This technique is an example of a more general method which distinguishes between hard and soft constraints.  Hard constraints must always be met; there is no wiggle room.  By contrast, soft constraints (as in the “uncovered work” example) allow you to break a constraint, but incur some penalty for doing so.  In the workforce example, overtime can also be thought of as a soft constraint (once you exceed the regular shift limit, you incur extra cost).

Soft constraints can also be used as a way to “explore” the solutions that are near the optimal solution – there are some trade-offs you might be willing to make in order to save an extra chunk of cost.  You sometimes have to be quite careful when there are several types of soft constraint or extra penalties: for example, allowing very large penalties can obscure the smaller components of the objective. When you have multiple competing objectives, it can also sometimes be hard to explain why the result looks like it does.

Trusting the results

Of course, we must also exercise caution when trusting results of a mathematical process.  Our solvers will make arbitrary decisions when we do not provide guidance – a common instance is where there is a “shallow” cost function, which is where there are several similar solutions with the same or nearly the same cost.  These might be identical from an optimisation point of view: in our workforce context, an example is where several people with the same skills and availability might be able to do the same task: if it makes no difference to the total cost, who should we choose?  Often there is a real-world analog to this problem of “breaking ties”: here, for example, we might choose the employee based on seniority; or to ensure a longer term attractive roster; or a host of other factors.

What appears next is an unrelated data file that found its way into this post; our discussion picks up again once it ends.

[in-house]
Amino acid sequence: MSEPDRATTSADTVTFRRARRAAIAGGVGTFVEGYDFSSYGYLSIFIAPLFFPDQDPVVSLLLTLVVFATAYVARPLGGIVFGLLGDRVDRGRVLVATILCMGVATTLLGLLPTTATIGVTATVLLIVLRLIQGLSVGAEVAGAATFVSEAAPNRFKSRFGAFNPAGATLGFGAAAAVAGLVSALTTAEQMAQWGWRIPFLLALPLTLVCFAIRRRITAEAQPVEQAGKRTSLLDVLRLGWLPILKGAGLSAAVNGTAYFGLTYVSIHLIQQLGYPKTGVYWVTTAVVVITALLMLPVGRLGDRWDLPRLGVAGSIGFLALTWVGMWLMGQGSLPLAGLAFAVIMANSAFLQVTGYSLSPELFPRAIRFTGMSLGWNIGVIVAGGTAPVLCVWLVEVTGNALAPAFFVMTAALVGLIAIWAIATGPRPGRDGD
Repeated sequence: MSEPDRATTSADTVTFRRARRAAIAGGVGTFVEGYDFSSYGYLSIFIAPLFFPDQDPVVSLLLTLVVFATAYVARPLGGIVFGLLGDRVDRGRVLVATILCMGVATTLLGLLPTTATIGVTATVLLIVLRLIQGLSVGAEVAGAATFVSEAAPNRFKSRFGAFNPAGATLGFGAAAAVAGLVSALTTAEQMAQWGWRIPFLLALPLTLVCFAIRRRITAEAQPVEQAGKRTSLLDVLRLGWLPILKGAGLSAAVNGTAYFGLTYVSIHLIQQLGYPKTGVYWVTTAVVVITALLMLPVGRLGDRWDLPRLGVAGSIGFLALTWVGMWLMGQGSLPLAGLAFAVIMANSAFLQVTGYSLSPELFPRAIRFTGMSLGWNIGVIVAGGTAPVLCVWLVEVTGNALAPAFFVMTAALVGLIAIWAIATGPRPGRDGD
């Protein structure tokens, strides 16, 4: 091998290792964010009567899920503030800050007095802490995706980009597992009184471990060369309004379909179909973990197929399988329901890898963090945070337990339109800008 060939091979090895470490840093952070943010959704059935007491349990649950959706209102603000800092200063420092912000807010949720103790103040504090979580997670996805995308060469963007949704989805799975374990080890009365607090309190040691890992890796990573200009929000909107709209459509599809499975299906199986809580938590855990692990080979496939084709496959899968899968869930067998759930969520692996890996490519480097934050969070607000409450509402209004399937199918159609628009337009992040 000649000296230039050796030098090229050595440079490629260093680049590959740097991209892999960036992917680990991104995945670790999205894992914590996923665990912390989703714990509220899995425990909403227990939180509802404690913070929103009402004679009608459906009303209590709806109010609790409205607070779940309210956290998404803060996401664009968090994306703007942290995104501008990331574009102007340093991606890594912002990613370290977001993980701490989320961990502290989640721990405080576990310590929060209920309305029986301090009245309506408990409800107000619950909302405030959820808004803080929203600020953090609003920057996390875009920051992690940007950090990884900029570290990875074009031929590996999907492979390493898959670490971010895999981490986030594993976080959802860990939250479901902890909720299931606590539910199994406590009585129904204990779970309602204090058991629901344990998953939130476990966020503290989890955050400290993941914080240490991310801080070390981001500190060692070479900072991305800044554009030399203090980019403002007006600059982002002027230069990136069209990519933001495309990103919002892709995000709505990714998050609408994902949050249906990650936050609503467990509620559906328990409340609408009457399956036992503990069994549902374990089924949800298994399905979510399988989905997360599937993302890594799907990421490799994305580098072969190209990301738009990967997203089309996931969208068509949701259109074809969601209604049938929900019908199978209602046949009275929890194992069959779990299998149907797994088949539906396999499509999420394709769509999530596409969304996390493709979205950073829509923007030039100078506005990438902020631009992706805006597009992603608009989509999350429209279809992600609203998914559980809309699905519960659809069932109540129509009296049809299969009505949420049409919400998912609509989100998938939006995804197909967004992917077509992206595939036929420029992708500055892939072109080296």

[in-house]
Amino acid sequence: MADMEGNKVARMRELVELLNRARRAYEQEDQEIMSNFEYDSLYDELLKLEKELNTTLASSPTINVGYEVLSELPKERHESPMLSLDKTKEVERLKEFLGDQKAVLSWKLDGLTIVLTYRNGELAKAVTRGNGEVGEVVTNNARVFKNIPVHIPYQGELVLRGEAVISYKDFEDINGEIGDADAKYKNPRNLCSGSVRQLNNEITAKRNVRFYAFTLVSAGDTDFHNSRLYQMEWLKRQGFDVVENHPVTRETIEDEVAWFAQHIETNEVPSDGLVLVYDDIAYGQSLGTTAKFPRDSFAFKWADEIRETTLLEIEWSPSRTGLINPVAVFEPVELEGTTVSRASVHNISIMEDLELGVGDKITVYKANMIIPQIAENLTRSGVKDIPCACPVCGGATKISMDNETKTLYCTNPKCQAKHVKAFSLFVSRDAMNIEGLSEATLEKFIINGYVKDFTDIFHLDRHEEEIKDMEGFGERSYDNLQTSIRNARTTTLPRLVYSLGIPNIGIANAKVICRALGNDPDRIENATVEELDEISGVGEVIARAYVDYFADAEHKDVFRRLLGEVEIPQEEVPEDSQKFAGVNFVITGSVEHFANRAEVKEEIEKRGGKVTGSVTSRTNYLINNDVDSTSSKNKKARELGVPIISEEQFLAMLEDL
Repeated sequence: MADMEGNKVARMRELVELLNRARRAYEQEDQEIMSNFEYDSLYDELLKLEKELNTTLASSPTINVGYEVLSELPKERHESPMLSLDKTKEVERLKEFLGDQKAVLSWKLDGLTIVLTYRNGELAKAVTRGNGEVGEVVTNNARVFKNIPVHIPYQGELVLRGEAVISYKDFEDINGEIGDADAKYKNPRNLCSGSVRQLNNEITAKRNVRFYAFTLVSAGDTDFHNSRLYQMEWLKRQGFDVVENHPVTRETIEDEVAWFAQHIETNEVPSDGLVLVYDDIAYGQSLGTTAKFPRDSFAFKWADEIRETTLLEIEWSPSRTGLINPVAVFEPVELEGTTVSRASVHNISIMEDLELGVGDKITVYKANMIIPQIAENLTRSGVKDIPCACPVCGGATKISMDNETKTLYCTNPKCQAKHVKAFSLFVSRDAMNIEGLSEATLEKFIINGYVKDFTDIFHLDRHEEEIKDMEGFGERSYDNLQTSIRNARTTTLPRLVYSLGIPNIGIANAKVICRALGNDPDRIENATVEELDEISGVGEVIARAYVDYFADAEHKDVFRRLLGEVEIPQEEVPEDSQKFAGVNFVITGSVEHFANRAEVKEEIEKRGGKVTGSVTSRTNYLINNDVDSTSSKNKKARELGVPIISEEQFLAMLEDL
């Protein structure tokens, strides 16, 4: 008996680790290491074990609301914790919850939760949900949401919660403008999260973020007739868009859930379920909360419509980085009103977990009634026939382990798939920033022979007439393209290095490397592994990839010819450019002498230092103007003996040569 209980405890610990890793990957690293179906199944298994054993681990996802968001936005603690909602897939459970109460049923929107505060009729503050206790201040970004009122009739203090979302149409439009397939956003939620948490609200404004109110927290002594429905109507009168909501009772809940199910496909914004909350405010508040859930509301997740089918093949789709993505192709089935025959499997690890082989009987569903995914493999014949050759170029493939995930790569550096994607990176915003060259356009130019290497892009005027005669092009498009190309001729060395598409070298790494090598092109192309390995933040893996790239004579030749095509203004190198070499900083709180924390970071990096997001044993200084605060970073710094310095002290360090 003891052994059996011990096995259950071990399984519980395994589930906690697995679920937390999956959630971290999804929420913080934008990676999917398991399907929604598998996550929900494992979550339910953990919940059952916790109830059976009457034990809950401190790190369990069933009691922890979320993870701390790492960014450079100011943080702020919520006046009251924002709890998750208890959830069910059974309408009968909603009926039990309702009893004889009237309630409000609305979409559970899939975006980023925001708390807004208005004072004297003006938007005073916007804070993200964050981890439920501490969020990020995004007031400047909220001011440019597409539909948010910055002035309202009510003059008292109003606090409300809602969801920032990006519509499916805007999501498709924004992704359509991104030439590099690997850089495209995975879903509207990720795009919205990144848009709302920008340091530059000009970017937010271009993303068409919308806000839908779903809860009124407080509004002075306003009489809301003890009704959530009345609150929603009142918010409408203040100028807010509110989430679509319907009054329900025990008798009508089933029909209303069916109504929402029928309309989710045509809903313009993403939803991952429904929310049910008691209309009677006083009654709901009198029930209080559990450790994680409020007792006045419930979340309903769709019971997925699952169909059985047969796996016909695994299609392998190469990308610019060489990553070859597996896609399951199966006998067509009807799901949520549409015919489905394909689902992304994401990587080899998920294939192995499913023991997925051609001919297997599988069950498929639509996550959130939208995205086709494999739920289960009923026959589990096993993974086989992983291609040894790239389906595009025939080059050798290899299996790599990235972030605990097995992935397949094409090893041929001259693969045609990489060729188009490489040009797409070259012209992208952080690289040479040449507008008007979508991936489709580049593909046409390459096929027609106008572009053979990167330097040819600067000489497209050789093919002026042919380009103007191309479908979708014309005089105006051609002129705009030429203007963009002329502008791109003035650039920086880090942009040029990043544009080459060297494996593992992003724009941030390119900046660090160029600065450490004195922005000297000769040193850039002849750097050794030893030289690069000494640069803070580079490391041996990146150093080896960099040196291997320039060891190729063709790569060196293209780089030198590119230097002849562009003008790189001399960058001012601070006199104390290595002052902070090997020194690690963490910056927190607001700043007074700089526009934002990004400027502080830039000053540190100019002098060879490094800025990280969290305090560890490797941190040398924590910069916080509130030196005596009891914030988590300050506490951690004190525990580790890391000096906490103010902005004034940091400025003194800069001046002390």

Biarri has always strived to make optimisation “accessible” – part of which means making our optimisation results implementable in the real world – and in these examples I hope you have seen some of the nuances and complexities that underlie this promise as well as the tools that comprise our optimisation toolkit.

By Andrew Grenfell